Weather Channel's Bettes image brings home tornado

Meteorologist Mike Bettes (center) interviews a victim of Hurricane Katrina. Emotional video taken soon after Bettes arrived in Joplin, Mo., after the recent tornado and began doing live reports has been aired repeatedly, raising concerns about the effectiveness of overexposure.

NEW YORK -- The Weather Channel's Mike Bettes arrived in storm-ravaged Joplin, Mo., right after a tornado had ripped through its soul. He looked around, spoke to the camera and began to cry.

His emotional outbreak during coverage of Joplin became one of the defining television images of the tragedy. Yet the extent to which Bettes' reaction was subsequently aired on The Weather Channel and elsewhere creates questions about whether genuine emotion is diluted by repetition.

In the day or two afterward, the clip ran repeatedly -- on the "Today" show, on "Nightly News" and cable news networks. The Weather Channel ran it as well and it soon became confusing what was happening live and what wasn't. The clip also spread widely online.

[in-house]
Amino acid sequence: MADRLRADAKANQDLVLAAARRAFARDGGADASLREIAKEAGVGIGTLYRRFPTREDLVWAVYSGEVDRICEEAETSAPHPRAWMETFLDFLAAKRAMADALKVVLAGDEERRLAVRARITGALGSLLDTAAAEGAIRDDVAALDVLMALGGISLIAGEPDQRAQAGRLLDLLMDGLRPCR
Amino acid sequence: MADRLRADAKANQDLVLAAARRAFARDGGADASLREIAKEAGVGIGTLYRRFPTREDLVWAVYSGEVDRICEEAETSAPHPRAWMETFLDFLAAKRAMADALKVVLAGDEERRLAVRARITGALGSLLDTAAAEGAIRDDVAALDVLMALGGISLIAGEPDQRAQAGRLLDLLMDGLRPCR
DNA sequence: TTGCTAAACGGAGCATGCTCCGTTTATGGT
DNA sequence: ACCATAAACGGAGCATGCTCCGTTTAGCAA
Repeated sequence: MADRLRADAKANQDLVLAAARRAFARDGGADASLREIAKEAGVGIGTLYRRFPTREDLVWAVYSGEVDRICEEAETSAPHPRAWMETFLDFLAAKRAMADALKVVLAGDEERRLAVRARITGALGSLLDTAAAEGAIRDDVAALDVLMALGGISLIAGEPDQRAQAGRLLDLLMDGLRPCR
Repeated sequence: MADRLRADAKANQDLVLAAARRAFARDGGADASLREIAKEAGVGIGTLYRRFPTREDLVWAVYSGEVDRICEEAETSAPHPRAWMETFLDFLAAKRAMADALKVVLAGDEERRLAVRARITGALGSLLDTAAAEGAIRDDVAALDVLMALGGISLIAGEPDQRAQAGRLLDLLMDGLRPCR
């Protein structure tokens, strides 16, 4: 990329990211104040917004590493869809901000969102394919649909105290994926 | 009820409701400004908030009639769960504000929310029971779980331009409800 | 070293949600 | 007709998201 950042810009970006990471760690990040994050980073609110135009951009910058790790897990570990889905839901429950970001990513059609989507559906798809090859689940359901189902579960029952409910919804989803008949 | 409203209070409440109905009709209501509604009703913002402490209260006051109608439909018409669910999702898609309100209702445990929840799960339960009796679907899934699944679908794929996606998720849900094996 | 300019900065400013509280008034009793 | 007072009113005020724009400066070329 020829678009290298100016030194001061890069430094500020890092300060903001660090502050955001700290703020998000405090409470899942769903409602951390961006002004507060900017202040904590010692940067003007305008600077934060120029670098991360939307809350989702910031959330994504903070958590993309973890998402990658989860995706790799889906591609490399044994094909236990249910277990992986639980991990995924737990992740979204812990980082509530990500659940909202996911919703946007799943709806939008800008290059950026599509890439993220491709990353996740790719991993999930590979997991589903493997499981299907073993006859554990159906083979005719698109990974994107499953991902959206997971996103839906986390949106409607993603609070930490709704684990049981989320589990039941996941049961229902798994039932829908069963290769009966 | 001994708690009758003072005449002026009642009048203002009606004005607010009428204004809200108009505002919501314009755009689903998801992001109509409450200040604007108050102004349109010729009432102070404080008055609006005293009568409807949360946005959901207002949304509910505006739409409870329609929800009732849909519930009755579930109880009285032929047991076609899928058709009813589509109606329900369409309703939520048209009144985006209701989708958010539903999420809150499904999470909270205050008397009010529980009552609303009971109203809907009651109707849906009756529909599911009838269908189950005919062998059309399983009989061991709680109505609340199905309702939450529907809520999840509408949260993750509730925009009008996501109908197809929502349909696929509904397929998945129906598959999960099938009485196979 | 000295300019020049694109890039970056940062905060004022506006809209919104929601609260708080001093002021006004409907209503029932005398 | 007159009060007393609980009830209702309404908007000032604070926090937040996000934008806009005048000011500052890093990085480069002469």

At some point dramatic reports that are widely repeated can become like video wallpaper, seen so many times that the power is siphoned away.

It's an issue that has long interested David Westin, former ABC News president. Shortly after the Sept. 11, 2001, attacks, he ordered that ABC News no longer show video images of the airplanes striking the World Trade Center or the towers collapsing. He was concerned about the psychological impact of repeating the horror, particularly on younger children.

Bettes, a meteorologist who has been with The Weather Channel for more than seven years, is in the midst of a tornado tracking project and equipped with a special NBC News van used in war zones. The van makes capable live video transmissions from a moving vehicle.

He was chasing the storm cell that so far killed 132 people in Joplin on May 22, a cell that passed right over them before the tornado formed.

When Bettes and his crew arrived in Joplin, they saw light damage at first. But they knew something might be up when a frantic man darted into the street in front of them, slipped and fell, then ran off again just as quickly. They soon reached a surreal moonscape of more horrific damage. Bettes hopped out and began a live report.

"All I can say is it looks very much like what we saw last month, excuse me, in Tuscaloosa," Bettes said. He began to cry, and walked away from the camera. He took some deep breaths and struggled to regain his composure.

"It's tough," he said. "No question about that."